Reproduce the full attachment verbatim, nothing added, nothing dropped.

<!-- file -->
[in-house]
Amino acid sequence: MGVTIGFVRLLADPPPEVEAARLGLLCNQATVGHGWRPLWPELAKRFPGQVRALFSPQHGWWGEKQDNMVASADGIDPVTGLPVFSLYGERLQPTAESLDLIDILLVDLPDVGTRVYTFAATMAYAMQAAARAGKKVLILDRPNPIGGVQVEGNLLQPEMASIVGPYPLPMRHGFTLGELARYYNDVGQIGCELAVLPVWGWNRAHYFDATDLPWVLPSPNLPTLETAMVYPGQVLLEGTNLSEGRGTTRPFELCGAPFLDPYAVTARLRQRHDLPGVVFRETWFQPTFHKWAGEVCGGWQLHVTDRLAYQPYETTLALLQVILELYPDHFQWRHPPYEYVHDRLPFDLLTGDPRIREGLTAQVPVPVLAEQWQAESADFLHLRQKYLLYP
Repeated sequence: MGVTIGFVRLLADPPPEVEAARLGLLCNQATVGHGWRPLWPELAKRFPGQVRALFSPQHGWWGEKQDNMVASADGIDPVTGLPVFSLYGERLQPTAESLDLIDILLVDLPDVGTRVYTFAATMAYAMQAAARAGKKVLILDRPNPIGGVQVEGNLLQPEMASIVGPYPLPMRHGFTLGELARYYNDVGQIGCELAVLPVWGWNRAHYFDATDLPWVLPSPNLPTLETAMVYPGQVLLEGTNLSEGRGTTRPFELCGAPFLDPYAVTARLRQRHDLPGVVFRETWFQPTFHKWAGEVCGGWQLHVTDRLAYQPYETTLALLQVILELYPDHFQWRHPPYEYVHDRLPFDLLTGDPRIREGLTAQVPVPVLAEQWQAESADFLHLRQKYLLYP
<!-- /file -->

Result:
[in-house]
Amino acid sequence: MGVTIGFVRLLADPPPEVEAARLGLLCNQATVGHGWRPLWPELAKRFPGQVRALFSPQHGWWGEKQDNMVASADGIDPVTGLPVFSLYGERLQPTAESLDLIDILLVDLPDVGTRVYTFAATMAYAMQAAARAGKKVLILDRPNPIGGVQVEGNLLQPEMASIVGPYPLPMRHGFTLGELARYYNDVGQIGCELAVLPVWGWNRAHYFDATDLPWVLPSPNLPTLETAMVYPGQVLLEGTNLSEGRGTTRPFELCGAPFLDPYAVTARLRQRHDLPGVVFRETWFQPTFHKWAGEVCGGWQLHVTDRLAYQPYETTLALLQVILELYPDHFQWRHPPYEYVHDRLPFDLLTGDPRIREGLTAQVPVPVLAEQWQAESADFLHLRQKYLLYP
Repeated sequence: MGVTIGFVRLLADPPPEVEAARLGLLCNQATVGHGWRPLWPELAKRFPGQVRALFSPQHGWWGEKQDNMVASADGIDPVTGLPVFSLYGERLQPTAESLDLIDILLVDLPDVGTRVYTFAATMAYAMQAAARAGKKVLILDRPNPIGGVQVEGNLLQPEMASIVGPYPLPMRHGFTLGELARYYNDVGQIGCELAVLPVWGWNRAHYFDATDLPWVLPSPNLPTLETAMVYPGQVLLEGTNLSEGRGTTRPFELCGAPFLDPYAVTARLRQRHDLPGVVFRETWFQPTFHKWAGEVCGGWQLHVTDRLAYQPYETTLALLQVILELYPDHFQWRHPPYEYVHDRLPFDLLTGDPRIREGLTAQVPVPVLAEQWQAESADFLHLRQKYLLYP